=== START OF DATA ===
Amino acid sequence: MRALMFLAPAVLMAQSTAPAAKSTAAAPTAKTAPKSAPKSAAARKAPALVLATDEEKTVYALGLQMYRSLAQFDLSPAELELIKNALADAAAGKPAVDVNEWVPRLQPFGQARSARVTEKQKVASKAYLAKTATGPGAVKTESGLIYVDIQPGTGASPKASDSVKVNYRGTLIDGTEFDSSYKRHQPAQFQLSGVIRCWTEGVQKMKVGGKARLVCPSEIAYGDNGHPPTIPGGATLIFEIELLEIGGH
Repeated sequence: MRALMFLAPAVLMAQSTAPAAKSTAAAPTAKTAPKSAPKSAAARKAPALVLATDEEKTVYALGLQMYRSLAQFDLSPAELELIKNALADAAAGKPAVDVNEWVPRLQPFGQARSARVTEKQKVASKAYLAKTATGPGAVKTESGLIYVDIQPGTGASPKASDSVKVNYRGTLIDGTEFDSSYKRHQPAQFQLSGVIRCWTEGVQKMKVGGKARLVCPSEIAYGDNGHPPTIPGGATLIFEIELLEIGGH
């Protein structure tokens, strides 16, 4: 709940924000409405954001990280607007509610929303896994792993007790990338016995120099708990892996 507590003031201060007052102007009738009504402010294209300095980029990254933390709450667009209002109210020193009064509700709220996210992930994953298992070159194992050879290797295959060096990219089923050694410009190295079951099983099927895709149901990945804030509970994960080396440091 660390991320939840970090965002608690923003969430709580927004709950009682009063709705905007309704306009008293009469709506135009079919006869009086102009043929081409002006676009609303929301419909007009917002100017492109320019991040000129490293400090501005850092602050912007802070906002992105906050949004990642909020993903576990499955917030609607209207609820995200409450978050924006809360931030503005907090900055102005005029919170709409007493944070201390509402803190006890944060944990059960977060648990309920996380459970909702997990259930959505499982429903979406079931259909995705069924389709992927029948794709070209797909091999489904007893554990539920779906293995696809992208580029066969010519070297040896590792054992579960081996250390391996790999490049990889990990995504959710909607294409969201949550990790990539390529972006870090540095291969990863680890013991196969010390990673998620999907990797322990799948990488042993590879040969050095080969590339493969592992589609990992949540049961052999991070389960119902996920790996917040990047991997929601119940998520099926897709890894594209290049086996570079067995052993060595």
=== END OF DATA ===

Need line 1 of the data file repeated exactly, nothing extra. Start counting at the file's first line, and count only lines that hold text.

Amino acid sequence: MRALMFLAPAVLMAQSTAPAAKSTAAAPTAKTAPKSAPKSAAARKAPALVLATDEEKTVYALGLQMYRSLAQFDLSPAELELIKNALADAAAGKPAVDVNEWVPRLQPFGQARSARVTEKQKVASKAYLAKTATGPGAVKTESGLIYVDIQPGTGASPKASDSVKVNYRGTLIDGTEFDSSYKRHQPAQFQLSGVIRCWTEGVQKMKVGGKARLVCPSEIAYGDNGHPPTIPGGATLIFEIELLEIGGH